Where to find Britain's best street art experiences

Thursday 23 June 2022
Two young people using aerosols to create street art mural

Britain’s art scene is overflowing with creativity, making it easy for visitors to immerse themselves in graffiti-drenched cities that bring the country’s urban history to life. From industrial buildings transformed into cool artsy spaces, to international graffiti festivals in the home city of Banksy and artistic workshops, there’s plenty of opportunities to let their creative juices flow.

Visitors can pick up the paint for themselves with hands-on classes from top artists. Or for a look back, they can head to the likes of Bristol, Birmingham and Coventry to discover the long-lasting legacies of past graffiti festivals. Whatever takes their fancy, they’ll find bright pops of colour and vibrant works adorning many of Britain’s street corners.

Step into creative streets and colourful murals

Recognised for its eclectic creativity and flamboyance, Brighton continues to leave its mark on the street art scene. In a collaboration between street artist REQ and Enter Gallery, visitors can embark on a two-hour guided tour through the city’s eccentric art. From famed murals to wandering down the backstreets for hidden artistic gems, they’ll see another side to Brighton.

Hailed as Manchester’s hipster hotspot, the city’s Northern Quarter boasts street art that tells tales of its industrial past. Join Skyliner’s award-winning tour for an authentic urban experience that shines a light on the people and places behind the city’s unique art. Led by proud northerner Hayley Flynn, visitors are sure to get a feel for local life and urban history.

Discover urban art on two wheels

Hit London’s streets on two wheels on Tally Ho’s Landmarks and Gems tour and finish in Leake Street Tunnel – the place where Banksy once held the Cans Graffiti Festival. Visitors even get the chance to add a pop of colour to the artsy space with their very own can of supplied spray paint.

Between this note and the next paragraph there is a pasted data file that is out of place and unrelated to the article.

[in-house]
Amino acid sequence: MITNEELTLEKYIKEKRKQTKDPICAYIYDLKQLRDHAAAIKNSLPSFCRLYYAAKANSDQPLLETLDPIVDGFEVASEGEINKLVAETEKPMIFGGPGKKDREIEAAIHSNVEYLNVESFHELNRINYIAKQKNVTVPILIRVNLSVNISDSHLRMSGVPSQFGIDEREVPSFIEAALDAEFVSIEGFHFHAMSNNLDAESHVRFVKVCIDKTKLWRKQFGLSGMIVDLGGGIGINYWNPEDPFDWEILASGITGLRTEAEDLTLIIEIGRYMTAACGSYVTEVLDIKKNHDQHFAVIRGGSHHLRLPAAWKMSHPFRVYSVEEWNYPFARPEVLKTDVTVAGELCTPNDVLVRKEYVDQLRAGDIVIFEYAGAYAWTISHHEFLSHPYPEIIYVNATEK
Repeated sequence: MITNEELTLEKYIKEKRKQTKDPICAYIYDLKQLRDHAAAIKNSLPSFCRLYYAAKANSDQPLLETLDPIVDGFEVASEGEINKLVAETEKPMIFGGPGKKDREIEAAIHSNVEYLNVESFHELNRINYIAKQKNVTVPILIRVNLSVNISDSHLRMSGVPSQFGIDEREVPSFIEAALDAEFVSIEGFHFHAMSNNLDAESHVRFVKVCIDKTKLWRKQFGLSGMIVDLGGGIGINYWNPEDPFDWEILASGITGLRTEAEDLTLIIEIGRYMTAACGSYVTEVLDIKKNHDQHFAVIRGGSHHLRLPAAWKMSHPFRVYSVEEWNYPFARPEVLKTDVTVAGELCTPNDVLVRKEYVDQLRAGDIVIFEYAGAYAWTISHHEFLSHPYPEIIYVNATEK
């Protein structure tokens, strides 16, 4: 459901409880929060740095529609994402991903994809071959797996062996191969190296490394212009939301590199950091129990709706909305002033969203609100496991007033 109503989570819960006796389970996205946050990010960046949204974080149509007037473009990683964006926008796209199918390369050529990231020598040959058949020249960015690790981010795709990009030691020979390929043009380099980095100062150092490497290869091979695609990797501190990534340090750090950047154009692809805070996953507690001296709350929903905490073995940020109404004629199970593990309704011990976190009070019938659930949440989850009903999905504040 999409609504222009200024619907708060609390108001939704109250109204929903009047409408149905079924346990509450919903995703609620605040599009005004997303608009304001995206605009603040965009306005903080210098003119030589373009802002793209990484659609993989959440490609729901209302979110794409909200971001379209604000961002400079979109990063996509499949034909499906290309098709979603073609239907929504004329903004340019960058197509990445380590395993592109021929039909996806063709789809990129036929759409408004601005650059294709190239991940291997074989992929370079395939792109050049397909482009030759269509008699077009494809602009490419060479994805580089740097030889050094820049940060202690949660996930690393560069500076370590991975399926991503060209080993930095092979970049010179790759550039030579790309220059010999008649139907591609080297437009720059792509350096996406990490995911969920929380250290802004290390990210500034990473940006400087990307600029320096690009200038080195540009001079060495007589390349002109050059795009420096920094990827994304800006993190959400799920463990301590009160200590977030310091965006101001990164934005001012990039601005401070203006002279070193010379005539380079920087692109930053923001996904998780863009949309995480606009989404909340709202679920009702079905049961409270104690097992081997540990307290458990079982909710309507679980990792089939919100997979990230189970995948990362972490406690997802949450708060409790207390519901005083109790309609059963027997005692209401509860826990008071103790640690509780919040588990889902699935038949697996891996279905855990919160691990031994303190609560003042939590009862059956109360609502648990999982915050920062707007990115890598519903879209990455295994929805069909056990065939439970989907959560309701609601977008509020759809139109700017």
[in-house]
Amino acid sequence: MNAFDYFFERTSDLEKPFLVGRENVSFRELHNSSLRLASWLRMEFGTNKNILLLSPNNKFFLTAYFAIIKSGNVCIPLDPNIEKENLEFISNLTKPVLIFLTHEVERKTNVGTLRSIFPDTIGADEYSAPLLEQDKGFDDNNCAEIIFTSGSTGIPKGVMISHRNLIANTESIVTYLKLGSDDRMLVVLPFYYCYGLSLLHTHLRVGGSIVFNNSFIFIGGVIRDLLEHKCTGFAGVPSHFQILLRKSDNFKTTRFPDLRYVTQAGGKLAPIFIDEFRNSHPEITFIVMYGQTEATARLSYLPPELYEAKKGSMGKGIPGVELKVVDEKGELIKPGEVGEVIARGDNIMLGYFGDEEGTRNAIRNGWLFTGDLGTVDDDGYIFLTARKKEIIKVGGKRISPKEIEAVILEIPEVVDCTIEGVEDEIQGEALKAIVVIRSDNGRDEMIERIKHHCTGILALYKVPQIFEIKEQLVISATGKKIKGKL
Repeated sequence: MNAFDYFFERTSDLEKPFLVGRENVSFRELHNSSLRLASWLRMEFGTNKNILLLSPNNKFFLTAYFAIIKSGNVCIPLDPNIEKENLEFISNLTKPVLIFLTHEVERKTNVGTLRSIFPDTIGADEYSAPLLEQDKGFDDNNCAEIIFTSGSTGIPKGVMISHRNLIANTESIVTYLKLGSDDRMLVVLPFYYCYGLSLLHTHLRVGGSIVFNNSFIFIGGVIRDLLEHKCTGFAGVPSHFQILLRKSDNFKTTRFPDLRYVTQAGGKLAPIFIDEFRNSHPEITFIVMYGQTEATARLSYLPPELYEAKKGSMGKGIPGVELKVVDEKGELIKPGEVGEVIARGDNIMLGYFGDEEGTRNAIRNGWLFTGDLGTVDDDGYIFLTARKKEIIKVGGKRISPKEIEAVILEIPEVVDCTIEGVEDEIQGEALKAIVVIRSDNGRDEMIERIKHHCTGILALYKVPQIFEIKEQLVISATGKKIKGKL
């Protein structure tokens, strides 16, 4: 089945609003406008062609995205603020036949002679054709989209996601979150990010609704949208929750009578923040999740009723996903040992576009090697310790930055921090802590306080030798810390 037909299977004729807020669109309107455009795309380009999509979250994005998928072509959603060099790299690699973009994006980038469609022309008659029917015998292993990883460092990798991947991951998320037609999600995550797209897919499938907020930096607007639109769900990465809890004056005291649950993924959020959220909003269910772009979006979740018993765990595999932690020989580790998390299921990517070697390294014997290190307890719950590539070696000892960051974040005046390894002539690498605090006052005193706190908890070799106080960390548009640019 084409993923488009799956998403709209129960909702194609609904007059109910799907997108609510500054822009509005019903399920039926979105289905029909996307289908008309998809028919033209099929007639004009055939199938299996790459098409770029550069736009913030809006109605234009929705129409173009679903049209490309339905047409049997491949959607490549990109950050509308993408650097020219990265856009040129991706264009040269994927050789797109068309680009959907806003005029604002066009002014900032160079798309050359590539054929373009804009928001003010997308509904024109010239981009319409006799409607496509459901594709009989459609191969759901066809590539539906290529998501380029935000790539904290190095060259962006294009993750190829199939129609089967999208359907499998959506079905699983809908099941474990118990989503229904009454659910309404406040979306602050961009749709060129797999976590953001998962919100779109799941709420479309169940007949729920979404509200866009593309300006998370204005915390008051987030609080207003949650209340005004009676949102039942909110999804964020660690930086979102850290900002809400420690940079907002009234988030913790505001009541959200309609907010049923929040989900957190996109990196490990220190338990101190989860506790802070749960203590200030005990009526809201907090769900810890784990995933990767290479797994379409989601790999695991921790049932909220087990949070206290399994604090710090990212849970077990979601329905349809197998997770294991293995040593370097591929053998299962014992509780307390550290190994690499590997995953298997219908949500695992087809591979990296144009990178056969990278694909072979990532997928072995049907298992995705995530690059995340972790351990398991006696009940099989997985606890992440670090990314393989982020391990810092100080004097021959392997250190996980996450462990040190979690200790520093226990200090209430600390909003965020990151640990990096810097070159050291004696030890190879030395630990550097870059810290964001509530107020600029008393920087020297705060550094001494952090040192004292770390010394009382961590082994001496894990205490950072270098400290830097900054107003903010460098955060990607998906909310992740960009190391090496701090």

In Edinburgh, look to Colinton Tunnel for a kaleidoscopic subway full of dazzling rainbows and a whole host of stories to discover. To see Scotland’s largest mural, visitors should hop on a bike for a two wheeled adventure along the city’s Union Canal using National Cycle Network’s Route 75.

Get stuck into art

If snapping Bristol’s street art has left visitors wanting to show off their creative flair, they can grab a spray can and give graffiti a go at one of Graft’s workshops. Here they’ll create their own tag and learn about how the graffiti scene developed from its roots in the USA to the world stage. Or for a crash course in stencil art – made famous by Banksy – experience one of Where the Wall’s spray sessions.

To really immerse themselves in London’s art scene, an AlternativeLDN street tour and workshop has visitors covered. See the capital come alive with vibrant designs while travelling through the city’s East End, finishing at an in-house workshop where visitors will be left poised with a spray can and their imagination.

An artsy festival scene

Britain is bursting with annual events that transform industrial areas, hidden neighbourhoods and city centres into hip, creative spots. Often popping with cool designs, many of these festivals also welcome some of the art scene’s biggest names.

Home of graffiti icon Banksy, Bristol’s Bedminster district sees the annual UPFEST bring 400 artists to its urban landscape (canvas). Expect indie stalls, street food and creative workshops, alongside plenty of eye-catching art. Those visiting now can see street art from previous years, including local artist Cheba’s cosmic building, and Andrew Burns Colwill’s reflective pieces that shine a light on the environment, politics and society.

In Paint We Trust brought bold colours and unique stories to Coventry, in Warwickshire, as part of the city’s year as UK City of Culture 2021. Featuring local artists and international names, the legacy of the festival lives on in the West Midlands. Visitors can weave through Coventry’s streets to discover splashes of colour in some of its most unique places – such as Dreph’s poignant homage to Britain’s first black theatre manager, Ira Aldridge, on the city’s Belgrade Theatre.

Staying in the West Midlands, Birmingham’s quirky neighbourhood Digbeth boasts a number of colourful art pieces. Once an industrial hub, it has since hosted major street art and graffiti festivals City of Colour and High Vis Street Culture. Take time to wander through the area known as Birmingham’s creative quarter for graffiti-soaked buildings, indie shops and tasty street food.

For more information contact:

VisitBritain Media Team


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